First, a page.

Mimsy Were the Borogoves

Editorials: Where I rant to the wall about politics. And sometimes the wall rants back.

The Humbert Media

Jerry Stratton, April 8, 2009

Over on Ace of Spades, Ace talks about one of my favorite topics: How Nabakov’s Lolita was about making us believe that a loathsome character is the hero, and winning us over to his viewpoint. Nabakov, who had seen how a press in line with the government could spin evil into good and good into evil, knew how insidious that style of writing can be. He was so successful that, as I wrote in Satire isn’t comedy, “at least two generations of filmmakers have succumbed to the Humbert version of Lolita: that she was a forward little vixen beautiful even by Hollywood standards, not a twelve-year-old girl.”

For examples of what Ace is talking about, consider “Judge dismisses Stevens’ conviction, orders probe” vs. “Spitzer May Yet Face Ethics Inquiry” from the Associated Press. The protagonist of the story in the first headline is the judge; the protagonist of the story in the second is Spitzer. Spitzer acts, Stevens is acted upon.

One of the most common blogging games on the right side of the blogosphere is “name that party”. Far too often, a Democrat caught up in a scandal will have their party listed well into the article, or increasingly not at all. A Republican caught in a scandal will have their party listed in the first or second paragraph, unless it’s in the headline.

For whatever reason, newspaper editors feel as if they can stretch the truth so much in headlines that they become practically lies. One of the classic ways of doing this is to rewrite a question into an answer, as then-Senator Obama found when asked if he’d get different treatment if he lost as much as Senator Clinton during the primaries. His reasonable answer was twisted into an attack. Even that paled compared to the headline and stories that tried to pit mother and daughter at odds by (a) ascribing a position to Governor Palin that she didn’t hold, by (b) assuming she was a stereotypical Republican (clue: Governor Palin isn’t a stereotypical anything), and (c) rewriting a question to her daughter into an answer from her daughter.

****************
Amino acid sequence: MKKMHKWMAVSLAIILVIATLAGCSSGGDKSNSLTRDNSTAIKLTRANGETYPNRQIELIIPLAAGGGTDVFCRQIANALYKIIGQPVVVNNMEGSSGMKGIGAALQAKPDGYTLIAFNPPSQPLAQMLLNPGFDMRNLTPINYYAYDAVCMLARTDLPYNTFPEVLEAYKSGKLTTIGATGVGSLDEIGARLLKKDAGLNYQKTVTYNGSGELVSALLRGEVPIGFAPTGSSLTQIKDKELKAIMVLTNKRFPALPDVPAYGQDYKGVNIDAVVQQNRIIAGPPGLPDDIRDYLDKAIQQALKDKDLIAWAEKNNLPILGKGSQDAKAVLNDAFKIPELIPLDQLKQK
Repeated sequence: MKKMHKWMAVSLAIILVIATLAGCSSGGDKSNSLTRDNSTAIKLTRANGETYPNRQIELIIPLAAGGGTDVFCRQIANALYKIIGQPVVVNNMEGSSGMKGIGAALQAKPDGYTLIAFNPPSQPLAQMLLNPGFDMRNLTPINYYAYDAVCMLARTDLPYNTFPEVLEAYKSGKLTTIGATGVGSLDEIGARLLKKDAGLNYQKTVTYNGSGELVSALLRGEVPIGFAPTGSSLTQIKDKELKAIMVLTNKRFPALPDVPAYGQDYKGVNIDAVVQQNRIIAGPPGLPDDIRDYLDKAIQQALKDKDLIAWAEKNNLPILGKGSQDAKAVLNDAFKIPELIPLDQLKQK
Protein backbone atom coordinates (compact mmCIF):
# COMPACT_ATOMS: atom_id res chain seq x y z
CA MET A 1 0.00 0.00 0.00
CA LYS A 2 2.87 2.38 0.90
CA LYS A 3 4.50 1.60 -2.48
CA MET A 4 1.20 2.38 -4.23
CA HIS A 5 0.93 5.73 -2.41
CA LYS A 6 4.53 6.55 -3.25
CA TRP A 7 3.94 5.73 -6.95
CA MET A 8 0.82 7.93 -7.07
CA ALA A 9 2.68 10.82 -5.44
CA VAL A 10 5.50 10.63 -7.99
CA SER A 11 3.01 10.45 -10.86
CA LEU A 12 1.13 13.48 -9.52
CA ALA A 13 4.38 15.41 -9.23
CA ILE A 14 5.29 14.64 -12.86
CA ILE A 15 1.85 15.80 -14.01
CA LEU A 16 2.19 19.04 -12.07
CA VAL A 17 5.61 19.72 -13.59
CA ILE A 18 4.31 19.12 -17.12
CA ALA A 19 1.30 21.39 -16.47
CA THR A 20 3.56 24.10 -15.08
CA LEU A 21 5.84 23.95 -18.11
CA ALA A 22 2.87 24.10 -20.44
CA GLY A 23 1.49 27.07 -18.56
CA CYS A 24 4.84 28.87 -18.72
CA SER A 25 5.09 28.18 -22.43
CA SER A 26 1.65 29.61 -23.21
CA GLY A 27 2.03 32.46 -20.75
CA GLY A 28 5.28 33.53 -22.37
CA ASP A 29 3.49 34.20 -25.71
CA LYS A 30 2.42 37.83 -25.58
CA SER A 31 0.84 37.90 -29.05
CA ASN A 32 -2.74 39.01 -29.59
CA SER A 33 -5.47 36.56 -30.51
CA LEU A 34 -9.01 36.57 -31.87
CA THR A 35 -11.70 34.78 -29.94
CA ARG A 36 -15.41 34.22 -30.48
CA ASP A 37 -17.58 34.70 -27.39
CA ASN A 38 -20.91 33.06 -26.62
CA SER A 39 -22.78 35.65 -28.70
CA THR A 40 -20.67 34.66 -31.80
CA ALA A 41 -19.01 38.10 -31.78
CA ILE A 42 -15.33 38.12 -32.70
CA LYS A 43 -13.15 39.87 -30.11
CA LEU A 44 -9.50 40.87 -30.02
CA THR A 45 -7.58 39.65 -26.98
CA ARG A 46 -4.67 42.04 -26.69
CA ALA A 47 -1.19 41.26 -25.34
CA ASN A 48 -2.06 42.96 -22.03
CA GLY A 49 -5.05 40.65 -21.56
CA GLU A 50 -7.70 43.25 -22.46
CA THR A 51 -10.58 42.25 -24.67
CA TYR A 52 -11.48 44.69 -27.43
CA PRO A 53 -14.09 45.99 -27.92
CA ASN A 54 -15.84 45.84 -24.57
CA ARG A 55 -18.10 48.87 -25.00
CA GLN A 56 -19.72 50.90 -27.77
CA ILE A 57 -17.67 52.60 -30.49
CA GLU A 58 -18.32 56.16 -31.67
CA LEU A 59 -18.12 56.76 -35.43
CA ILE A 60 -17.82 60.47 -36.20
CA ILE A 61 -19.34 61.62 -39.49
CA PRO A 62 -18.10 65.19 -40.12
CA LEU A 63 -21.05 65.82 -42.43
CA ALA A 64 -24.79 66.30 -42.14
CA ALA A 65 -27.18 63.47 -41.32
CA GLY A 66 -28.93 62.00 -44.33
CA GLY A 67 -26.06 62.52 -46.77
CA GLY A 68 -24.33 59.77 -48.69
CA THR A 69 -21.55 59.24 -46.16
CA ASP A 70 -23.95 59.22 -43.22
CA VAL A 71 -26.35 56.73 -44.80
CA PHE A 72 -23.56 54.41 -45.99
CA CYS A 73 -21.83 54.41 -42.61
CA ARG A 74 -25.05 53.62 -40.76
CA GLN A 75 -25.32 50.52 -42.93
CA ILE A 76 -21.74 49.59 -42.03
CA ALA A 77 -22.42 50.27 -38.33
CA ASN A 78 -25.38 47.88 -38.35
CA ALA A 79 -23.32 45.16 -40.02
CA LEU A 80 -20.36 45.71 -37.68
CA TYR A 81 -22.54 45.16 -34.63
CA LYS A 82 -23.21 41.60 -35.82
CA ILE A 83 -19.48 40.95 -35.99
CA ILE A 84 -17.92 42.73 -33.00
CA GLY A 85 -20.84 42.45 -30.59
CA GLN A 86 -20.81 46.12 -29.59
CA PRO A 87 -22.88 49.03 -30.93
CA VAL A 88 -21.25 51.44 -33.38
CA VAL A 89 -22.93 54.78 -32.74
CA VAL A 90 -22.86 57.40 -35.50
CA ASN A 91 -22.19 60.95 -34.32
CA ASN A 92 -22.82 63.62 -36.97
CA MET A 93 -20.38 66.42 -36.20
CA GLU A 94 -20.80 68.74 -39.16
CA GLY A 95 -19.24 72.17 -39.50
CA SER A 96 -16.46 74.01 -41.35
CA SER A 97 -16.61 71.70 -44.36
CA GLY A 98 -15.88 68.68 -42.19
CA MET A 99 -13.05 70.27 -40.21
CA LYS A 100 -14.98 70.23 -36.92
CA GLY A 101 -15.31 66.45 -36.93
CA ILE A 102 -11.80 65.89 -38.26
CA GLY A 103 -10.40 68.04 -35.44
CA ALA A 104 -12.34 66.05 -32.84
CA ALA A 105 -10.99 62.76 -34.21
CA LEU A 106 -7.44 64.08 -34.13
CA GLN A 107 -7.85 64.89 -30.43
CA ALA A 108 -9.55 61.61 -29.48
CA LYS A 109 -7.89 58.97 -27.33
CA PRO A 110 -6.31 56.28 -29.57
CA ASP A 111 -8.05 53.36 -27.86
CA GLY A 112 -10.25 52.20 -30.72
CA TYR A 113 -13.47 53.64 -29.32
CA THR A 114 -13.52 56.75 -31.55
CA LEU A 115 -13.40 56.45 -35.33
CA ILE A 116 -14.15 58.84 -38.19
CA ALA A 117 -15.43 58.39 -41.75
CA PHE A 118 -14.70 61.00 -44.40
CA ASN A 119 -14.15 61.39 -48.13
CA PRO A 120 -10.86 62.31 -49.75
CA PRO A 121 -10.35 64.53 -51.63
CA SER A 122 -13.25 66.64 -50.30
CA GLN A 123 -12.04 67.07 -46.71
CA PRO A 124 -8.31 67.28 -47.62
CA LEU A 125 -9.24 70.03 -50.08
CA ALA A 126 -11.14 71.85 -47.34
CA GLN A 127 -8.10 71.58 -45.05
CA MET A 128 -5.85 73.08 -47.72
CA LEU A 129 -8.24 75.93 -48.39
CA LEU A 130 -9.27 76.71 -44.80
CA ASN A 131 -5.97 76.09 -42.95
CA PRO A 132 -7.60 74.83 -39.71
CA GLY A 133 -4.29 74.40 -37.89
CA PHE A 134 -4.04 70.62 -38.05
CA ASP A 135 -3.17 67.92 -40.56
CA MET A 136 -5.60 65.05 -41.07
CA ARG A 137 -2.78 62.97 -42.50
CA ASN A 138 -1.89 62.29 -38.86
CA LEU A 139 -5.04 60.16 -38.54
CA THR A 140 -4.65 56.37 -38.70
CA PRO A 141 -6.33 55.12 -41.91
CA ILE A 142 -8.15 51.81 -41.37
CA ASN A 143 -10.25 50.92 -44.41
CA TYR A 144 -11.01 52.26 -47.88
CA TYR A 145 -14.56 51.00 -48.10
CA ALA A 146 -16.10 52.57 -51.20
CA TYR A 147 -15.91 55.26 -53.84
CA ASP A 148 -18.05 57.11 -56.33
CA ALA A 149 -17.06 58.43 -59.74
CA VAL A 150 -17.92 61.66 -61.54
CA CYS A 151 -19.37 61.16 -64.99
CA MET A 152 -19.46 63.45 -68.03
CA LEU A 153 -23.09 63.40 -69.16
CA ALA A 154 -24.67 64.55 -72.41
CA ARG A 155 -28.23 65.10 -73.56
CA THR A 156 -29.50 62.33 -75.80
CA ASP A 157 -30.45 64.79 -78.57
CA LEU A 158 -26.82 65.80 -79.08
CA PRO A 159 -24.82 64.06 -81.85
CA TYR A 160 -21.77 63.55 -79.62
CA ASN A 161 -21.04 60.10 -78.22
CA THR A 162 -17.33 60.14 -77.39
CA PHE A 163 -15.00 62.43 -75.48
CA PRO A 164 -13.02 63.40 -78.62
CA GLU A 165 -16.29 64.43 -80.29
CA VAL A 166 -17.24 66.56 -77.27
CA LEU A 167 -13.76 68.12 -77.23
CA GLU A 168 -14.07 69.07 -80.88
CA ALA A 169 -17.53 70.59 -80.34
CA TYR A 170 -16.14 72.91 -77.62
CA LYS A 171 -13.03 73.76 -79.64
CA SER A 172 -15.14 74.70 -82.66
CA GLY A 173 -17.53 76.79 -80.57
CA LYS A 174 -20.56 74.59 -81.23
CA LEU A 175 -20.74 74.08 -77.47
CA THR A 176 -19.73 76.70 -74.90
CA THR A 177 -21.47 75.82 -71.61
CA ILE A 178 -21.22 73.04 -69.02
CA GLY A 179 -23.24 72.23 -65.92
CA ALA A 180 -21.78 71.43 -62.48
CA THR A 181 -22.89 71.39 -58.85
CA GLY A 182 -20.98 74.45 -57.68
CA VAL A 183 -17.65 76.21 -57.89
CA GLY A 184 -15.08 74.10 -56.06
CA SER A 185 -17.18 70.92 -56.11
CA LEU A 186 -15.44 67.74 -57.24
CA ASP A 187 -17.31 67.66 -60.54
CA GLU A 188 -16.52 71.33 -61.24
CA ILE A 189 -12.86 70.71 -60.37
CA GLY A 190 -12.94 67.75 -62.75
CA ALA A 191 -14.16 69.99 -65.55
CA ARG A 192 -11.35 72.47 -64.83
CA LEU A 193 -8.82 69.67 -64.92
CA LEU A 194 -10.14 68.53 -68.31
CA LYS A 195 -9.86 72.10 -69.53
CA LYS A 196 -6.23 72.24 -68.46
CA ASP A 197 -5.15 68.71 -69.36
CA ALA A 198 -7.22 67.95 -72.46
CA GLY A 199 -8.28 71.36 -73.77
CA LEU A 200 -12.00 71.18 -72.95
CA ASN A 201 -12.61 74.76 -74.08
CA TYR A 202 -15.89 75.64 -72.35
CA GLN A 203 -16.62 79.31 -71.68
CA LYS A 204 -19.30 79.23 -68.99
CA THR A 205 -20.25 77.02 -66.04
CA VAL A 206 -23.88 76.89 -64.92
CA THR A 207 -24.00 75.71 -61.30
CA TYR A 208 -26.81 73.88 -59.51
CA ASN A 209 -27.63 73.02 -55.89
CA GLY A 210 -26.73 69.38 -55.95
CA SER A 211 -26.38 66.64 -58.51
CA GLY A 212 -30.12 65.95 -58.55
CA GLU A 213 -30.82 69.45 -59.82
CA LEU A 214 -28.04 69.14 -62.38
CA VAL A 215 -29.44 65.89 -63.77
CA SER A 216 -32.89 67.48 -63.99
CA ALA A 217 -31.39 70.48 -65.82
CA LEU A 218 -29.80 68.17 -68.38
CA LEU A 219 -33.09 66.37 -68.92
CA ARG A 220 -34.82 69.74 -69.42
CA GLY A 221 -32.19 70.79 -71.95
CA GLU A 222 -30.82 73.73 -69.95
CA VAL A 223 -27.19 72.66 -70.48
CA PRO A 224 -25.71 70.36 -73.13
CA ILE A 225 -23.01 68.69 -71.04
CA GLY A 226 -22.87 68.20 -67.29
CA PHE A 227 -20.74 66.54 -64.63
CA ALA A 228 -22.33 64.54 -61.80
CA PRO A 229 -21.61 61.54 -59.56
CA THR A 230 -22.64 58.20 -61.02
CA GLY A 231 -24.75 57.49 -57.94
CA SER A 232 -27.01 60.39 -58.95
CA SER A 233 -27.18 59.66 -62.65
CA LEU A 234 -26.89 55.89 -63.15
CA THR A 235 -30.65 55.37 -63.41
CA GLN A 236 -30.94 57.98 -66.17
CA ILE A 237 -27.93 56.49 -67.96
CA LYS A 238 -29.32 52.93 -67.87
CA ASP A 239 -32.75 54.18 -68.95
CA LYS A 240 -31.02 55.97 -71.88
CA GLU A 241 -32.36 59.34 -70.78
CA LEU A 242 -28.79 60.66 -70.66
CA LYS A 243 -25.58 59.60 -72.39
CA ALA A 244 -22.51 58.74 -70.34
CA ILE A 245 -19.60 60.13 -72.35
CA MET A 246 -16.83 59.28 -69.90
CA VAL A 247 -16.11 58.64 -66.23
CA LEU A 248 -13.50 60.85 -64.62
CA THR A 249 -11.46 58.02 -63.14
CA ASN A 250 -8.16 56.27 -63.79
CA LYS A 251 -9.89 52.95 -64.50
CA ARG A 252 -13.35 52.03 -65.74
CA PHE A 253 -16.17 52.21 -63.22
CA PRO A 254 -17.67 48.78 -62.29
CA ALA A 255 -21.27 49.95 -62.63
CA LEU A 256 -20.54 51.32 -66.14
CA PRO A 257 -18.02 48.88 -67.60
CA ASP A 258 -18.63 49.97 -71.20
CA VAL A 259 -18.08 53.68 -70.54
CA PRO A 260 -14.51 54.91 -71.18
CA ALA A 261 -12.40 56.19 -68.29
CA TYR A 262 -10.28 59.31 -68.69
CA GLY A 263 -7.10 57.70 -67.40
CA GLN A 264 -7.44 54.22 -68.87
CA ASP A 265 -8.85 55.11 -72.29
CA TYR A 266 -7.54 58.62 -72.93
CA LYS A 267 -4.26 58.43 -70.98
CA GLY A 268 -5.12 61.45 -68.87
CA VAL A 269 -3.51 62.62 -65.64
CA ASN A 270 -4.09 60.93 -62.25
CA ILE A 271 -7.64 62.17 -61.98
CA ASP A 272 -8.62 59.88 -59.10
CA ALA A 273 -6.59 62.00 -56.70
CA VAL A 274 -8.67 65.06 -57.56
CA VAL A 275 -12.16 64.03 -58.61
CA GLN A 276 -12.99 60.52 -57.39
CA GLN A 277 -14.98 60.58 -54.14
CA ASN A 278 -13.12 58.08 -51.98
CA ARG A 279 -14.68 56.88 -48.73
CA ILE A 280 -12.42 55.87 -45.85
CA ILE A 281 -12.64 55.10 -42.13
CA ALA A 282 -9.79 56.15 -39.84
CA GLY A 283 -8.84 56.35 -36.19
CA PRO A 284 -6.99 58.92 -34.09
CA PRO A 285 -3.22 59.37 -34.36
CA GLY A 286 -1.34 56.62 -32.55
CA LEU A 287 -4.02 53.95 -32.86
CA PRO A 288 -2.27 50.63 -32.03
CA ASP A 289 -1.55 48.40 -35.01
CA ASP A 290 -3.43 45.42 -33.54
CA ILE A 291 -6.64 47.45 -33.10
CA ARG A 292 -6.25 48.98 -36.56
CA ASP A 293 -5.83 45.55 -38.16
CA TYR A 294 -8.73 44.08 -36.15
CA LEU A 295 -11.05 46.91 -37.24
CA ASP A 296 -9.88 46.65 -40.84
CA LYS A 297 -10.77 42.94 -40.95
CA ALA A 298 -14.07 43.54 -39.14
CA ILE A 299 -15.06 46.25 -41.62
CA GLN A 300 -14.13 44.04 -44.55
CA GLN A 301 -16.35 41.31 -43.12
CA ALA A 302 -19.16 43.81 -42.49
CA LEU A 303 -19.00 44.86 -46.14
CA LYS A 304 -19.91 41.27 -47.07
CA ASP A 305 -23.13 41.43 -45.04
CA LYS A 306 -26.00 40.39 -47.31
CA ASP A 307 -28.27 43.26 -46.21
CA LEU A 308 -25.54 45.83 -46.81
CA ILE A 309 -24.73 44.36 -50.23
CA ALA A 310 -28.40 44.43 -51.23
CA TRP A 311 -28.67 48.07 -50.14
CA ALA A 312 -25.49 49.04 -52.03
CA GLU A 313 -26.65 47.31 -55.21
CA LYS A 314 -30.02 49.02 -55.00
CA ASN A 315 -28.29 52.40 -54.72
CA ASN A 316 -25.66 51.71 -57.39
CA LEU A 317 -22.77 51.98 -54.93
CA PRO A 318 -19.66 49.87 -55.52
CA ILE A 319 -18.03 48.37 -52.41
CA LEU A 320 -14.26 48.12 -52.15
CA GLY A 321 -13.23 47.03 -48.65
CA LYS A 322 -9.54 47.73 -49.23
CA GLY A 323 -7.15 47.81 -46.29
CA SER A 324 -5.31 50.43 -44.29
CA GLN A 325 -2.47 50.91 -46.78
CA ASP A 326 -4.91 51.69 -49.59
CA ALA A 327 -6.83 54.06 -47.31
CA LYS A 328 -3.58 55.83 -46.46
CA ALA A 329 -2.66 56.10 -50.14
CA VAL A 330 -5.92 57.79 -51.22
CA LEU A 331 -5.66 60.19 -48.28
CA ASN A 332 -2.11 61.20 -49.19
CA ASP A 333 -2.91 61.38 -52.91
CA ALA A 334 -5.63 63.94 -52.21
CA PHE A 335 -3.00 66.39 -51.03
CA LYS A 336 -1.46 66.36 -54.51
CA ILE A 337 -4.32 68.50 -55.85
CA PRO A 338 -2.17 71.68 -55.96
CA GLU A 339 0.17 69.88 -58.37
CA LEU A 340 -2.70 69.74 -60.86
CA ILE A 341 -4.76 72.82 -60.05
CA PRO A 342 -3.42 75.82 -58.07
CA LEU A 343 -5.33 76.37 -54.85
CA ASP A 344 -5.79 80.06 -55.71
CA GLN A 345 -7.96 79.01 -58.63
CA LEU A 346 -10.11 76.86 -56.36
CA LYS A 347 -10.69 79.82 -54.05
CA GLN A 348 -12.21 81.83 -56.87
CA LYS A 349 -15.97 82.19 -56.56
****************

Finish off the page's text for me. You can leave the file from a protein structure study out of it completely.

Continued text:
Whenever you see a headline of the form “Name: Controversial statement”, there’s a good chance the controversial statement was the question or is a complete rewrite of the actual answer.

  1. <- President Craig Belushi
  2. Angels in the Form of Pigs ->